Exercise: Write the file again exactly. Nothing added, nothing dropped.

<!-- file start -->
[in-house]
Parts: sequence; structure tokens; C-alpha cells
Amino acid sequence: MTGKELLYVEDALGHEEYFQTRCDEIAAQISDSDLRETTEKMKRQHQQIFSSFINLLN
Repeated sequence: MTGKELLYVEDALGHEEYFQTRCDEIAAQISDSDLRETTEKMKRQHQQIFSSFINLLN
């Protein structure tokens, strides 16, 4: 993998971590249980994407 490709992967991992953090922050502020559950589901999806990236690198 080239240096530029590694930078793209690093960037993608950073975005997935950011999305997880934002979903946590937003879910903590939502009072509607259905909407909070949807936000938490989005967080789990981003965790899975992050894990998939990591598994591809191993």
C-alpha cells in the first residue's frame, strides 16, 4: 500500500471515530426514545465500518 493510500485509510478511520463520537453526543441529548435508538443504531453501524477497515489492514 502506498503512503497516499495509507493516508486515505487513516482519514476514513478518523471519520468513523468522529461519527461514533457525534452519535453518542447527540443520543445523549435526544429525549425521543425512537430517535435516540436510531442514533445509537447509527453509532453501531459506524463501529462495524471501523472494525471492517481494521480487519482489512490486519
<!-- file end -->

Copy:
[in-house]
Parts: sequence; structure tokens; C-alpha cells
Amino acid sequence: MTGKELLYVEDALGHEEYFQTRCDEIAAQISDSDLRETTEKMKRQHQQIFSSFINLLN
Repeated sequence: MTGKELLYVEDALGHEEYFQTRCDEIAAQISDSDLRETTEKMKRQHQQIFSSFINLLN
């Protein structure tokens, strides 16, 4: 993998971590249980994407 490709992967991992953090922050502020559950589901999806990236690198 080239240096530029590694930078793209690093960037993608950073975005997935950011999305997880934002979903946590937003879910903590939502009072509607259905909407909070949807936000938490989005967080789990981003965790899975992050894990998939990591598994591809191993």
C-alpha cells in the first residue's frame, strides 16, 4: 500500500471515530426514545465500518 493510500485509510478511520463520537453526543441529548435508538443504531453501524477497515489492514 502506498503512503497516499495509507493516508486515505487513516482519514476514513478518523471519520468513523468522529461519527461514533457525534452519535453518542447527540443520543445523549435526544429525549425521543425512537430517535435516540436510531442514533445509537447509527453509532453501531459506524463501529462495524471501523472494525471492517481494521480487519482489512490486519